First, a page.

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[ The individuals shown above are the original 46 members of the Seventh Ward Civic League of 1927. ]
(1) Mrs. A. Picou (2) L. Clavo (3) J. W. Nelson (4) Albert Broussard (5) George A. Courseault (6) Miss Emily Watts (7) Manzel Woodfork (8) M. B.Williams (9) Mrs. Antoine Trudeau (10) Albert Blandin (11) Hon. Walter L. Cohen (12) Atty. A. P.Tureaud (13) Prof. George Longe (14) Mrs. Leontine M. Hardin (15) George Roques (16) Mrs. Wilhelmina De Rouen (17) William De Rouen (18) Antoine M. Trudeau (19) Dr. Joseph A. Hardin [President] (20) Alex Mollay [1st Vice-President] (21) Mrs. Alex Mollay (22) Alex Richard (23) Aaron Morris (24) Arthur J. Chapital [Sergent at Arms] (25) Oscar Daste [Treasurer] (26) Wilfred Collins Jr. [3rd Vice-President] (27) Gilbert Valentine (28) Patrick M. Cambre (29) Miss Elizabeth Crowden (30) Mrs. Bertha Chapital (31) Lucien Honore [Financial Secretary] (32) Rev. Joseph Martin [Chaplain] (33) George McKenna, Sr. [Recording Secretary] (34) Noah J. Burleigh (35) Miss Jennie Watts (36) T. R. Anderson (37) Mrs. Bridget DeRonselet (38) Louis Alfred (39) Rev. F. H. Lewis (40) Mrs. E. H. Lewis (41) Emile Evans (42) Albert J. Victorian (43) Miss Fannie C. Williams (44) C. A. Daste (45) A. M. Thompson (46) Miss Mary Watts.
It all began at a racially- mixed political mass meeting held on September 13, 1927 at the San Jacinto Social and Pleasure Club. It was on this occasion that one of the white speakers made the statement that since whites had freedom far longer than Negroes, they (the Negroes) should not expect to occupy seats on the Republican Party’s committee, but should be satisfied with being able to vote and to build the organization’s membership. Many in the audience applauded the speaker’s statement, but others saw fit to reflect upon this outlandish statement rather than applaud.
Among those present were Alexander Mollay (retired U.S. postal employee) and Dr. J. A. Hardin (prominent physician), both residents of the Seventh Ward in New Orleans. On leaving the meeting, these two men disputed the speaker’s statements and decided then and there to contact other civic- minded members of their district to discuss forming their own civic group. Friends and neighbors were contacted, meetings were held at various homes, and plans were set in motion.
At a meeting held at the Autocrat Club on November 23, 1927, the Seventh Ward Civic League was formed and officers were elected. Long discussions followed and goals of the organization were outlined. They were: (1) to unite the people of the 7th Ward in bonds of friendship and civic pride (2) to further educational opportunities of young people (3) to improve public health (4) to encourage the establishment of more businesses in the 7th Ward and get residents to give support (5) to have their organization represented before governmental and other civic public bodies (6) to provide for intelligent interracial cooperation.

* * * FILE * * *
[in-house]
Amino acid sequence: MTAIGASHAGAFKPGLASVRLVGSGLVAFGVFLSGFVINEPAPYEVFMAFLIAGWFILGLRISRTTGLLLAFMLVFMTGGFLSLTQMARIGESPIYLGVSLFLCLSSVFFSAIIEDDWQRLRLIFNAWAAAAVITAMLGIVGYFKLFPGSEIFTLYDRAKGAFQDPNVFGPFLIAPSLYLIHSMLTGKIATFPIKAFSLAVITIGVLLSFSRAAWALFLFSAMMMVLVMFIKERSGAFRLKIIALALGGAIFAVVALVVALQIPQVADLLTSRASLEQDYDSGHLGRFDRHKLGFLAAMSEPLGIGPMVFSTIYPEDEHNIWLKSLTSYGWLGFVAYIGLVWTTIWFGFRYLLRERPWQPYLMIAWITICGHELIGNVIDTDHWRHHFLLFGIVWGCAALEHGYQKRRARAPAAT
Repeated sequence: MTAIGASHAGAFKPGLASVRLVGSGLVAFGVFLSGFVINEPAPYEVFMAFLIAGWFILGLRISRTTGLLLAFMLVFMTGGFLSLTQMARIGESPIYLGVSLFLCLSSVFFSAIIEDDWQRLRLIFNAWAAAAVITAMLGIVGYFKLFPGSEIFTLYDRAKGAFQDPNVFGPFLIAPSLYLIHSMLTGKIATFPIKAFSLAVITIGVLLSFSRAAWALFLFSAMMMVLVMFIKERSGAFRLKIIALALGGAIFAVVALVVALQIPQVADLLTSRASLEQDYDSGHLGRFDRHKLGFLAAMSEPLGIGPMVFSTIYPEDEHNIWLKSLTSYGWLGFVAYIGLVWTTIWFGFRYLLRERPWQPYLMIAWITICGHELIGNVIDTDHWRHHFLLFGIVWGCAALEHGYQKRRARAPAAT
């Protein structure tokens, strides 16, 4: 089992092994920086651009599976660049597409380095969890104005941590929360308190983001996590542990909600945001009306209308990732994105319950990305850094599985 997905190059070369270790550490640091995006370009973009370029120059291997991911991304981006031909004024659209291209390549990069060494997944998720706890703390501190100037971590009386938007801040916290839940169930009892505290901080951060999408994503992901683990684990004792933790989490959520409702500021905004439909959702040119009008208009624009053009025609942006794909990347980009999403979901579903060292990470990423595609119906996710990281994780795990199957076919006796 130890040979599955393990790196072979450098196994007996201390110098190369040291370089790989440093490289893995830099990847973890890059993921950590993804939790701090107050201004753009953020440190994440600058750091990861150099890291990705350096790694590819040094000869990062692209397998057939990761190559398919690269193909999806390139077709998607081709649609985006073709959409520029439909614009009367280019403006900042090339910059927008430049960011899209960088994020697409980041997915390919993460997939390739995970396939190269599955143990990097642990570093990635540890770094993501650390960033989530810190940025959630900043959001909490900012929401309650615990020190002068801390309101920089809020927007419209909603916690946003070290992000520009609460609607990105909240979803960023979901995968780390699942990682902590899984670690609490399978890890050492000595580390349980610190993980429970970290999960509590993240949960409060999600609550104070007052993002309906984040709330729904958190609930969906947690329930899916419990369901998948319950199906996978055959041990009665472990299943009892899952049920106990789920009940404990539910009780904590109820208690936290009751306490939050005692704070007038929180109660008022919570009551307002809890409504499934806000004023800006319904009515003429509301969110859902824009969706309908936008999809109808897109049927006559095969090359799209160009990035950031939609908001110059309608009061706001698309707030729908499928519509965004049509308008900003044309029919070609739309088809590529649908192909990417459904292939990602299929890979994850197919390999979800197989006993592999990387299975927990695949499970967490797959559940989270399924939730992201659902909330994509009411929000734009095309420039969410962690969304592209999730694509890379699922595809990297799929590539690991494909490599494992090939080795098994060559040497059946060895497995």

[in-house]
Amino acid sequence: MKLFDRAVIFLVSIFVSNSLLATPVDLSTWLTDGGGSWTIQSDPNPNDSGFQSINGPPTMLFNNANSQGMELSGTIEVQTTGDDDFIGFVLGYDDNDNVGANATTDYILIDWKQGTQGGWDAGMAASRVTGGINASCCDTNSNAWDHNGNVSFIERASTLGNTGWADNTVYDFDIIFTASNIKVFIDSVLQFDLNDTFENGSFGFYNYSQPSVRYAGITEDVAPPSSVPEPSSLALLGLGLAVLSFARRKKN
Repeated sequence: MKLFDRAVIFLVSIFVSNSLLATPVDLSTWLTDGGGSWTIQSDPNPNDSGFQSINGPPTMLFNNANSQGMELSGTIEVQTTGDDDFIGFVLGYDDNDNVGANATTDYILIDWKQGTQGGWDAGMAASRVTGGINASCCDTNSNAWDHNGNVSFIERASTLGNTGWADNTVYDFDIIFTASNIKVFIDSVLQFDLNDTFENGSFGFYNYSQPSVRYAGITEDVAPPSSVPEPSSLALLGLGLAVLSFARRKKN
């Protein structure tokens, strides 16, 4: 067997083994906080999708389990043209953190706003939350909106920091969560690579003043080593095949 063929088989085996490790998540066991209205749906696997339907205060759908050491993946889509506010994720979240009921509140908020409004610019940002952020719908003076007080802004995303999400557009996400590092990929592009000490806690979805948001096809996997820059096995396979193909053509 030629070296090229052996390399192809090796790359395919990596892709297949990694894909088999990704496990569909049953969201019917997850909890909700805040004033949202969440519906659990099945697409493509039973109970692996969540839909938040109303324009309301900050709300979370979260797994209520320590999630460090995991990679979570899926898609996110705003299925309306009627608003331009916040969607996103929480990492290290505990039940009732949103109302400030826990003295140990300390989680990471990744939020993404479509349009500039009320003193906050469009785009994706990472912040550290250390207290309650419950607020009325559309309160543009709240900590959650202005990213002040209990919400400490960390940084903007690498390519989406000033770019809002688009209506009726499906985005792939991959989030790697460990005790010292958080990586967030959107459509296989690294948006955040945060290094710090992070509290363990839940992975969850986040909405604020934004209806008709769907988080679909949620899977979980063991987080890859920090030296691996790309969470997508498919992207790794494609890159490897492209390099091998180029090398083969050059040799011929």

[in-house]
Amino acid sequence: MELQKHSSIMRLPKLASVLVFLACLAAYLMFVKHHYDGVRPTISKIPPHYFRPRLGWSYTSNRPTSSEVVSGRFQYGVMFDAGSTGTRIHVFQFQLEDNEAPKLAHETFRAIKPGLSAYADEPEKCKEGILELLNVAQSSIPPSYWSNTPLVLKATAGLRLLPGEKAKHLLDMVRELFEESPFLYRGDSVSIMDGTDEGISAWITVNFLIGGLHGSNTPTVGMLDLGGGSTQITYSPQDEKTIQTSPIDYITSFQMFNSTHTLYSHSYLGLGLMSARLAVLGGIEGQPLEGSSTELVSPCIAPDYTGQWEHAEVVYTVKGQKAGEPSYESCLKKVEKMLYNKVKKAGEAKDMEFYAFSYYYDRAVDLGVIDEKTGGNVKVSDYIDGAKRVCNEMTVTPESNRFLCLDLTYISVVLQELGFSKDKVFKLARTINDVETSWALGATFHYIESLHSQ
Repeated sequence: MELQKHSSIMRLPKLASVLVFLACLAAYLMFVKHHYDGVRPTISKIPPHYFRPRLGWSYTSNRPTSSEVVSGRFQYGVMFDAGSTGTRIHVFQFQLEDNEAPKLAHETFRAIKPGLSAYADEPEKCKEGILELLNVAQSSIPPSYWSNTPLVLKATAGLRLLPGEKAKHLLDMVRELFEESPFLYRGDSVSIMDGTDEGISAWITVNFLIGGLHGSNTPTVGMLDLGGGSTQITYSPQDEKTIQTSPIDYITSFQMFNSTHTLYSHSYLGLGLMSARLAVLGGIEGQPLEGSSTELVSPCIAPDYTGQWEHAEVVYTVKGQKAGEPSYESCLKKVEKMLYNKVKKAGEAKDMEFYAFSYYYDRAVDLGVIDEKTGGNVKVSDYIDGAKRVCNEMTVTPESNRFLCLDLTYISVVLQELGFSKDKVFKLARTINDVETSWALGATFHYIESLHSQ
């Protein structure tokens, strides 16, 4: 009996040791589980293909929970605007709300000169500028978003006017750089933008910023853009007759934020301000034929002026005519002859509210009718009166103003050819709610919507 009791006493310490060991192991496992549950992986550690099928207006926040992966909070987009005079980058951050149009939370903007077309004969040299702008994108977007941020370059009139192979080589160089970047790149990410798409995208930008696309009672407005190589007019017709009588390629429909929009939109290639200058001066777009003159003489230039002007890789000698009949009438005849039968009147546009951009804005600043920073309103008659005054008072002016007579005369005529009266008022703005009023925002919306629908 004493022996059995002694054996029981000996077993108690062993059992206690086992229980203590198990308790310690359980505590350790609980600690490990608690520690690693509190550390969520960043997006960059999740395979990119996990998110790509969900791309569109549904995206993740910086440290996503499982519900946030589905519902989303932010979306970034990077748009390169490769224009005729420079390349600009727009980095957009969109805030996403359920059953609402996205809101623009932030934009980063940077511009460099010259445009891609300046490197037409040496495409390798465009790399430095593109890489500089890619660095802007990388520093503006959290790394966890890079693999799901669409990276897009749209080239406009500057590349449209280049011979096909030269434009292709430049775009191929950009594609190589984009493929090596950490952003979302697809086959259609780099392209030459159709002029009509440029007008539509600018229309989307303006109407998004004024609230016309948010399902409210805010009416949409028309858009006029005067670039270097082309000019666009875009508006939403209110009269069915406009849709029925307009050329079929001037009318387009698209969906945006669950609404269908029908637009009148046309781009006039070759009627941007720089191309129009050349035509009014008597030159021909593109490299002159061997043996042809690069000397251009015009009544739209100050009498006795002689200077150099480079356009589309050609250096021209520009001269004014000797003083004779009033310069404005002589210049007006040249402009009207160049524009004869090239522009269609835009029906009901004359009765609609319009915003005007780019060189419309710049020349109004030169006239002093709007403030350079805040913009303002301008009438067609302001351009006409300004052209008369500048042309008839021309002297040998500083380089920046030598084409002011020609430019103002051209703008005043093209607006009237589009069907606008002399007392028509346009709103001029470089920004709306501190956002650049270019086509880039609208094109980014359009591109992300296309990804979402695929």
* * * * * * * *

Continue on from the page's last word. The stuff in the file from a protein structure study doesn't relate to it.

The League was composed of both males and females of at least 18 years of age who were residents within the acknowledged boundaries of the ward. Dues were 15 cents per month and all members were volunteers.
They immediately went into action and took on causes that brought about solutions to their community. They appeared before the school board on numerous occasions and were successful in obtaining the newly built public elementary school in the 7th Ward, Valena C. Jones.
They obtained more street lights for those areas that had none. They brought in sand, gravel, and cement to pave streets that were dirt roads. Weeds were cut and neighbors throughout the area were encouraged to plant gardens to beautify the area. Stagnant gutters which had been a serious problem were drained.
Success was also achieved by forcing the city to renumber houses over a large part of the ward so that the post office could deliver everyone’s mail promptly and to their correct addresses. The League even succeeded in promoting interracial cooperation and good will by inviting many prominent men and women of both races to speak at their meetings.
So successful were the efforts of this League that leading citizens of other wards proposed starting similar groups throughout the city. With the cooperation of the Seventh Ward League, the Fourth Ward was next to organize, followed by the Fifth, Sixth, Eight, and Ninth Wards. This new movement continued and on November 14, 1928 the various ward leagues came together to organize themselves into what became known as The Federation of Civic Leagues of the City of New Orleans. An article on this newly formed group and its accomplishments will be posted at a later date.
Sources: Amistad Research Center / A.P. Tureaud Papers (Box 77- Fol. 46); Amistad Research Center/ photo from: Joseph A. Hardin Collection(Box 1-Fol.5); The Louisiana Weekly 30 June 1934 pages 1and 2.
Lolita C. Cherrie